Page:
Gendarme.Rules.Design.Generic

Gendarme's rules about generic-related design issues are located in the Gendarme.Rules.Design.Generic.dll assembly. Latest sources are available from anonymous SVN.

Table of contents

Rules

AvoidMethodWithUnusedGenericTypeRule

This method will fire if a generic method does not use all of its generic type parameters in the formal parameter list. This usually means that either the type parameter is not used at all in which case it should be removed or that it's used only for the return type which is problematic because that prevents the compiler from inferring the generic type when the method is called which is confusing to many developers.

Bad example:

public class Bad {
    public string ToString<T> ()
    {
        return typeof (T).ToString ();
    }
 
    static void Main ()
    {
        // the compiler can't infer int so we need to supply it ourselves
        Console.WriteLine (ToString<int> ());
    }
}

Good example:

public class Good {
    public string ToString<T> (T obj)
    {
        return obj.GetType ().ToString ();
    }
 
    static void Main ()
    {
        Console.WriteLine (ToString (2));
    }
}

Notes

  • This rule is available since Gendarme 2.2

DoNotExposeNestedGenericSignaturesRule

This rule will fire if an externally visible method has a parameter or return type whose type is a generic type which contains a generic type. For example, List<List<int>>. Such types are hard to construct and should be avoided because simpler alternatives generally exist. Since some language, like C#, have direct support for nullable types, i.e. Nullable<T> this specific case is ignored by the rule.

Bad example:

public class Generic<T> {
    public void Process (KeyValuePair<T, ICollection<int>> value)
    {
    }
}

Good example:

public class Generic<T> {
    public void Process (KeyValuePair<T, int[]> value)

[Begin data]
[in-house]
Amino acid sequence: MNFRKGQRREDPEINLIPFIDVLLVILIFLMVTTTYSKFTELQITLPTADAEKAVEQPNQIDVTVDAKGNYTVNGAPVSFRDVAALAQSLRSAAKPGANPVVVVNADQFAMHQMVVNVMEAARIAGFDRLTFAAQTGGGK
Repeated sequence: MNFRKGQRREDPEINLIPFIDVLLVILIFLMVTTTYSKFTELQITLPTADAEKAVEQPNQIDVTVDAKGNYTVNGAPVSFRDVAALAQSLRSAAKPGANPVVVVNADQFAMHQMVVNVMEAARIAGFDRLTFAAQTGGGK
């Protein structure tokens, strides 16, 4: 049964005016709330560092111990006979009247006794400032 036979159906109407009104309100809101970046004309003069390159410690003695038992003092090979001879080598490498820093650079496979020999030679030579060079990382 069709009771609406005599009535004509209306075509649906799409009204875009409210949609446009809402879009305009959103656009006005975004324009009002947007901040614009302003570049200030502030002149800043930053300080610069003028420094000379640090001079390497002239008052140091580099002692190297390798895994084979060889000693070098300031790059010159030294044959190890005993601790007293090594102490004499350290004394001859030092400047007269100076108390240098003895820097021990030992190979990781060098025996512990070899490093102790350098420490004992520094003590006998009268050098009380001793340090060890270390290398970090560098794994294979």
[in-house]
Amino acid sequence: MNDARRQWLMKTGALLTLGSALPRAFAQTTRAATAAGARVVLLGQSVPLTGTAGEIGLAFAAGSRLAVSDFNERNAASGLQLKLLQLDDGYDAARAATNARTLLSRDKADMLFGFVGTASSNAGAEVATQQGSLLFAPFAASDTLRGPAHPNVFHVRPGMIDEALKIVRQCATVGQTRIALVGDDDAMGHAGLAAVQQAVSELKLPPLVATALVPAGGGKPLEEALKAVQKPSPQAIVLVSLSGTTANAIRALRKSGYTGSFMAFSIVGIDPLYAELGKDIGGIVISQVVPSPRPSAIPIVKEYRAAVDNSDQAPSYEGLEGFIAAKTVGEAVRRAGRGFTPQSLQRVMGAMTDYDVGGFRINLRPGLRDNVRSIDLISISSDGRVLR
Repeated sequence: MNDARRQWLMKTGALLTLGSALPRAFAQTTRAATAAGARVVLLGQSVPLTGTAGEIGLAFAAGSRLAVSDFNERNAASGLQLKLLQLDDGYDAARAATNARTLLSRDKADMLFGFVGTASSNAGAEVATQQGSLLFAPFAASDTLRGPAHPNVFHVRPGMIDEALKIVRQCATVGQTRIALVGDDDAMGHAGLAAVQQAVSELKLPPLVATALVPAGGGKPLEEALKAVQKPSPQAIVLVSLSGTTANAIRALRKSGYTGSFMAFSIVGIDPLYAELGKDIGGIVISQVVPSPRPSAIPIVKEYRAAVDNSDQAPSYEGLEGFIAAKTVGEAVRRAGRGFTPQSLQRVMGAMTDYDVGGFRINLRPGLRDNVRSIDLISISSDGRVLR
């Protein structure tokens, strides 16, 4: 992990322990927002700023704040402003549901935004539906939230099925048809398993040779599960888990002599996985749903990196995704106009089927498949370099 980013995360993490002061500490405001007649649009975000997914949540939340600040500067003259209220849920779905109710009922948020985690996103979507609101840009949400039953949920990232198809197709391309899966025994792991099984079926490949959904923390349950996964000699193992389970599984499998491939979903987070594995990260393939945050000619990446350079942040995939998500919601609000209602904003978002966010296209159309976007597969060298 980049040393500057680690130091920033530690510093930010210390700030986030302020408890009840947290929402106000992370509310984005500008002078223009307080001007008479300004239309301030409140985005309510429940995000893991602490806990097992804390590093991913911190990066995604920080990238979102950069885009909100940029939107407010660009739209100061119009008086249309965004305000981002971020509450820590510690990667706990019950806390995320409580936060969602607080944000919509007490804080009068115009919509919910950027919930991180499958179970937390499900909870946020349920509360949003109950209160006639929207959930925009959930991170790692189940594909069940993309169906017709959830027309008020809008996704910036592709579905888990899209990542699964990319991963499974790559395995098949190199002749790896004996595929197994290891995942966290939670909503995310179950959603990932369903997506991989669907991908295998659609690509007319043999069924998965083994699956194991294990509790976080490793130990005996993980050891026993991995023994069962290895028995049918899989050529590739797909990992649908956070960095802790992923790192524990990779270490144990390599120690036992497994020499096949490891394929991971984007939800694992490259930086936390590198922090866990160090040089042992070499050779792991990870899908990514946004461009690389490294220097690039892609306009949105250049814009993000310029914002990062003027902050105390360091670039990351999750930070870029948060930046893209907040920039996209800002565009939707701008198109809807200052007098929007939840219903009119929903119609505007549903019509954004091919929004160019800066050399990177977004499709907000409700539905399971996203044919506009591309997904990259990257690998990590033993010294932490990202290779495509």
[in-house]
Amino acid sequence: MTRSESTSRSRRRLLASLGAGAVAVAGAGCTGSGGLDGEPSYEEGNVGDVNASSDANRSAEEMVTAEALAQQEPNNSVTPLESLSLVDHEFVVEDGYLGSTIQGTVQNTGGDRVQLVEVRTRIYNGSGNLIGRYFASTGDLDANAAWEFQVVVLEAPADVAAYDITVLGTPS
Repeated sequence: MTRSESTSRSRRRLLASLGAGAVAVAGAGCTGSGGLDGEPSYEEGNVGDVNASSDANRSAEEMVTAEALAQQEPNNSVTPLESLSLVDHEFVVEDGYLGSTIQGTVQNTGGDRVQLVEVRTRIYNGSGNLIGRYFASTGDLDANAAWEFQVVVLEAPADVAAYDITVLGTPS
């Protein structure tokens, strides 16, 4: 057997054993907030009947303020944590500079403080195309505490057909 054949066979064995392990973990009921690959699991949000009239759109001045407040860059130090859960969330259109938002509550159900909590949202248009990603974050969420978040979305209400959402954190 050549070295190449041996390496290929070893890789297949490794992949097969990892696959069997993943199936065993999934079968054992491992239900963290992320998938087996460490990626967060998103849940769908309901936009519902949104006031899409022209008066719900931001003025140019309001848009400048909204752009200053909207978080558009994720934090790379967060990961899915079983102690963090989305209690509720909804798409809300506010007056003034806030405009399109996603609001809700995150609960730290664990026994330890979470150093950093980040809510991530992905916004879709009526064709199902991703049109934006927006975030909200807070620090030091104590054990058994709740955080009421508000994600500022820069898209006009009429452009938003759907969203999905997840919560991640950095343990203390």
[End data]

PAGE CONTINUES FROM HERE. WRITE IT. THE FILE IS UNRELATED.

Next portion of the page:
{
    }
}

Notes

  • This rule is available since Gendarme 2.4

ImplementGenericCollectionInterfacesRule

This rule checks for types which implement the non-generic IEnumerable interface but not the IEnumerable<T> interface. Implementing the generic version of IEnumerable avoids casts, and possibly boxing, when iterating the collection.

Bad example:

public class IntEnumerable : IEnumerable {
    public IEnumerator GetEnumerator ()
    {
    }
}

Good example:

public class IntEnumerable : IEnumerable<int> {
    public IEnumerator<int> GetEnumerator ()
    {
    }
 
    IEnumerator IEnumerable.GetEnumerator ()
    {
    }
}

Notes

  • Before Gendarme 2.2 this rule was part of Gendarme.Rules.Design assembly.

PreferGenericsOverRefObjectRule

This rule fires if a method has a reference argument (ref or out in C#) to System.Object. These methods can generally be rewritten in .NET 2.0 using generics which provides type safety, eliminates casts, and makes the API easier to consume.

Bad example:

// common before 2.0 but we can do better now
public bool TryGetValue (string key, ref object value)
{
    // ...
}

Good example:

public bool TryGetValue<T> (string key, ref T value)
{
    // ...
}

Notes

  • This rule is available since Gendarme 2.2

UseGenericEventHandlerRule

This rule fires if an assembly targets .NET 2.0 or later and defines a delegate which can be replaced by System.EventHandler<TEventArgs>.

Bad example:

public delegate void AuthenticityHandler (object sender, AuthenticityEventArgs e);
 
public event AuthenticityHandler CheckingAuthenticity;
public event AuthenticityHandler CheckedAuthenticity;

Good example:

public event EventHandler<AuthenticityEventArgs> CheckingAuthenticity;
public event EventHandler<AuthenticityEventArgs> CheckedAuthenticity;

Notes

  • This rule is available since Gendarme 2.2

Feedback

Please report any documentation errors, typos or suggestions to the Gendarme Google Group. Thanks!